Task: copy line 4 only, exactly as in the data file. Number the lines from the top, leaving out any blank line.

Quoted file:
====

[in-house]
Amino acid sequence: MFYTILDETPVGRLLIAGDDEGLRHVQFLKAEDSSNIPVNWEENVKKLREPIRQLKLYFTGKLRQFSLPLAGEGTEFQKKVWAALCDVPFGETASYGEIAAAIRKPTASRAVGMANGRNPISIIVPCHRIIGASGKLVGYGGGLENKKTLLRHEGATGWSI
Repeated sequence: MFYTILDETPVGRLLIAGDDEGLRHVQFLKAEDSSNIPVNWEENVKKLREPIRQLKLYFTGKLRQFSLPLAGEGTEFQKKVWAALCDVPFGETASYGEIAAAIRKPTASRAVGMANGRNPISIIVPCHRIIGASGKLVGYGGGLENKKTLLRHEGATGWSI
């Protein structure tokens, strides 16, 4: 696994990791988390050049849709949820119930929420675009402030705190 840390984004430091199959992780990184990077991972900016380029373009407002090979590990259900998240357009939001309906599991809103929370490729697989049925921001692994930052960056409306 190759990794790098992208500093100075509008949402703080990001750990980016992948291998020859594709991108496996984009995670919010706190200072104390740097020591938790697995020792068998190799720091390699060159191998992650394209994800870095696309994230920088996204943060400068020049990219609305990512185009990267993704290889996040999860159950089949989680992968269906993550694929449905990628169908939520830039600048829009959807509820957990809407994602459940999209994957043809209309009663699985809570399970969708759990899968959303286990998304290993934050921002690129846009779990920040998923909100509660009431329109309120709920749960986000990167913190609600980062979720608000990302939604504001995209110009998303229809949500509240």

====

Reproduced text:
């Protein structure tokens, strides 16, 4: 696994990791988390050049849709949820119930929420675009402030705190 840390984004430091199959992780990184990077991972900016380029373009407002090979590990259900998240357009939001309906599991809103929370490729697989049925921001692994930052960056409306 190759990794790098992208500093100075509008949402703080990001750990980016992948291998020859594709991108496996984009995670919010706190200072104390740097020591938790697995020792068998190799720091390699060159191998992650394209994800870095696309994230920088996204943060400068020049990219609305990512185009990267993704290889996040999860159950089949989680992968269906993550694929449905990628169908939520830039600048829009959807509820957990809407994602459940999209994957043809209309009663699985809570399970969708759990899968959303286990998304290993934050921002690129846009779990920040998923909100509660009431329109309120709920749960986000990167913190609600980062979720608000990302939604504001995209110009998303229809949500509240």